- Using a toothpick break the swirls to form a subtle pattern.
- Top with raw or cooked ingredients.
- Set up some form of fake steam behind the bowls if required (see below for tips on steam).
- Add the perishable props to your scene.
- Take the hero shots.
- Edit your photos by increasing contrast and clarity, adjusting colour and light and increasing shadows.
As I mentioned before, it is much easier to style and photograph soup by using cold soup. There’s only one problem. If you want to create an image that shows the soup is piping hot then you need to add steam. Here are a few of my favourite ways for adding steam. Note: Make sure everything is plated and your camera is ready on your tripod as you need to act fast!
- Incense sticks. These are my favourite way of adding steam because they can be cut down to size. Simply cut it to a size slightly smaller than the bowl then attach it to blue tack behind the bowl, light it then blow it out to produce smoke.
- Candles. Small night lights work well if placed behind the bowl. Just light the candle then blow it out.
- Cotton balls dipped in boiling water and placed in a dish then microwaved. You can reheat them over and over again in the microwave.
- Use a dark background. Steam is much easier to produce with a darker contrasting background.
- Use side light. Whether you use artificial or natural light it is easier to photograph with side light. Back light can still pick it up but it softens the steamy look.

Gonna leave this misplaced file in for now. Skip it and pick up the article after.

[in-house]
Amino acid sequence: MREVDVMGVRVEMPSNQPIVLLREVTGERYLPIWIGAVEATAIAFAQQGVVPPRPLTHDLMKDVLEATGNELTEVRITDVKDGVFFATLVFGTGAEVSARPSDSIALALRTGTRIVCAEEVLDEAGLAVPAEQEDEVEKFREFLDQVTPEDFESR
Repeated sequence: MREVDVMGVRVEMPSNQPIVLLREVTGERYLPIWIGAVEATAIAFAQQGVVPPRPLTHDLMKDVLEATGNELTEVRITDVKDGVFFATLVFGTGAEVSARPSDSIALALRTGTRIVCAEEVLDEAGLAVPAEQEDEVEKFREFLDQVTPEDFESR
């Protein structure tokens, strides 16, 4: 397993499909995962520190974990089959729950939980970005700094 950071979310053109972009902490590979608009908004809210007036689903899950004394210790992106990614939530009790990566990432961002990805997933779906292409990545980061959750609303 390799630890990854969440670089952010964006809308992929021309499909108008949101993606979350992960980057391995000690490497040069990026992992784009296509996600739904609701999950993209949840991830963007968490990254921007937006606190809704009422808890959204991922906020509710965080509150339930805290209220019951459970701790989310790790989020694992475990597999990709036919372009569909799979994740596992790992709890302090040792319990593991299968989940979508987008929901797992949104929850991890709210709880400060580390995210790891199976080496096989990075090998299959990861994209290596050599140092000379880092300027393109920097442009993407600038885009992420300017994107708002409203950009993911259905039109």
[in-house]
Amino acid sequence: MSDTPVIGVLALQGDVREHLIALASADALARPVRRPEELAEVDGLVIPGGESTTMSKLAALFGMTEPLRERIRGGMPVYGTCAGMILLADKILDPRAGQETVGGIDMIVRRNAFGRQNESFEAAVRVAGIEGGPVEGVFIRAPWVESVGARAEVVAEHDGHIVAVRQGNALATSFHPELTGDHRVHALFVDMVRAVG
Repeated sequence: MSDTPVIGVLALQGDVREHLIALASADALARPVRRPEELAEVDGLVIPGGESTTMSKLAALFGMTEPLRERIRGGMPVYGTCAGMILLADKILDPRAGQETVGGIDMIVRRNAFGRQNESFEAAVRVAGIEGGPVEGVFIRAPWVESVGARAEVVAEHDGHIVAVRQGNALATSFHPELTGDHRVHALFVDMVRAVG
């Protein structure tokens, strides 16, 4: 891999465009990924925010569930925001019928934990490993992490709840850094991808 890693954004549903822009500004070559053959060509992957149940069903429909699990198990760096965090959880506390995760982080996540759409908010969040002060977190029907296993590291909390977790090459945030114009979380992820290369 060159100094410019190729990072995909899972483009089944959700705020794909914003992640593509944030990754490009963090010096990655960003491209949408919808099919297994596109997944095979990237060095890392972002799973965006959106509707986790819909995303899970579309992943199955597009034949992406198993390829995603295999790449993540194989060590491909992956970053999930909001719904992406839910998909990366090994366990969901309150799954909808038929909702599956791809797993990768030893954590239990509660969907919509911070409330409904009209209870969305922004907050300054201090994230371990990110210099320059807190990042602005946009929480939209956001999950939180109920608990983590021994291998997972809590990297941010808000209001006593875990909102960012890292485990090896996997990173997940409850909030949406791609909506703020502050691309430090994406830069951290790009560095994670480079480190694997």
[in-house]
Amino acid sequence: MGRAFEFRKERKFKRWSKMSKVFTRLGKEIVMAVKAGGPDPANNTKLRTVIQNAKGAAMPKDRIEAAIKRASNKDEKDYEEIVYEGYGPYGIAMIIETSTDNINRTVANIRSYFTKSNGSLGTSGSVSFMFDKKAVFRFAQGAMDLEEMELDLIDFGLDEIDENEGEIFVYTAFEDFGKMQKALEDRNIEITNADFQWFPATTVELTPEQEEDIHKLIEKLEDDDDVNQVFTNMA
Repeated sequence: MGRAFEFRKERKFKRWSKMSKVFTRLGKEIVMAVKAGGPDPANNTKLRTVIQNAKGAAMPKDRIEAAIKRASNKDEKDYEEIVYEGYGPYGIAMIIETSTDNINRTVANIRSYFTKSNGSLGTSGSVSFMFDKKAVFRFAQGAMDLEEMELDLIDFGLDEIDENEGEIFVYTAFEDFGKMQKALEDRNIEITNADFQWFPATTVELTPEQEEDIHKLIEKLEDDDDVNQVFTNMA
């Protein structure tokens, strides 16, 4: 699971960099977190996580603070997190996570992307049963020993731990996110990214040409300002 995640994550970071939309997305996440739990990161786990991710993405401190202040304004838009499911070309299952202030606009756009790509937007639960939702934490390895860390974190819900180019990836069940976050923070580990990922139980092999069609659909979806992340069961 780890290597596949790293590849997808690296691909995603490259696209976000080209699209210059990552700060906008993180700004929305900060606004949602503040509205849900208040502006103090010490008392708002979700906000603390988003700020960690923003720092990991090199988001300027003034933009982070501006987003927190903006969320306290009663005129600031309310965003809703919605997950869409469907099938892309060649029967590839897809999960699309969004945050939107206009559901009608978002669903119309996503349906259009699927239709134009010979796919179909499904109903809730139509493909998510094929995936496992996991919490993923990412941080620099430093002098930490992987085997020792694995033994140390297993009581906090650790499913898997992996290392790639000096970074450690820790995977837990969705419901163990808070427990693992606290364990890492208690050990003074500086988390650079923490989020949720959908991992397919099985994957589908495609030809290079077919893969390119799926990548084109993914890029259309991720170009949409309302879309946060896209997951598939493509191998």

- A steamer. You can use a handheld steamer by directing the steam where you want. However it can cause humidity which can be picked up in your image.
- Post production. You can add steam in post production but be careful not to make it look too fake.
Best Props For A Soup Photoshoot
- Rustic matt bowls. These avoid harsh reflections and give the soup a homely comforting feel. After all when we eat soup it gives us that warm comforting feeling.
- A wooden or lightly textured background. These add a homely feel to the image allowing the viewers to imagine the soup on their kitchen or dining room table. It makes the image become more of a reality.
- Raw ingredients. Use raw ingredients that are used in the recipe. Don’t put an ingredient in the frame just because it will look good. This will confuse viewers and visitors looking for that perfect soup recipe.
- Linens. These often give a nice texture to the photo and add to your food story. Make sure the linens complement the soup colours. Avoid patterns unless the soup is very simple and plain with minimal garnishes.
- Antique or rustic cutlery. These add another exciting element to your story perhaps suggesting it is an old family recipe.
- Real people. There’s nothing better than adding a human element to your story. If you have a group of friends ask them to pose for you or simply use your timer or remote and photograph your hands in the frame.
If you enjoyed this blog post then check out more tips and tricks in the coming weeks. Read my posts on how to make cheap photography wooden food photography backdrops and perfecting the autumn flat lay to help you with your food photography journey.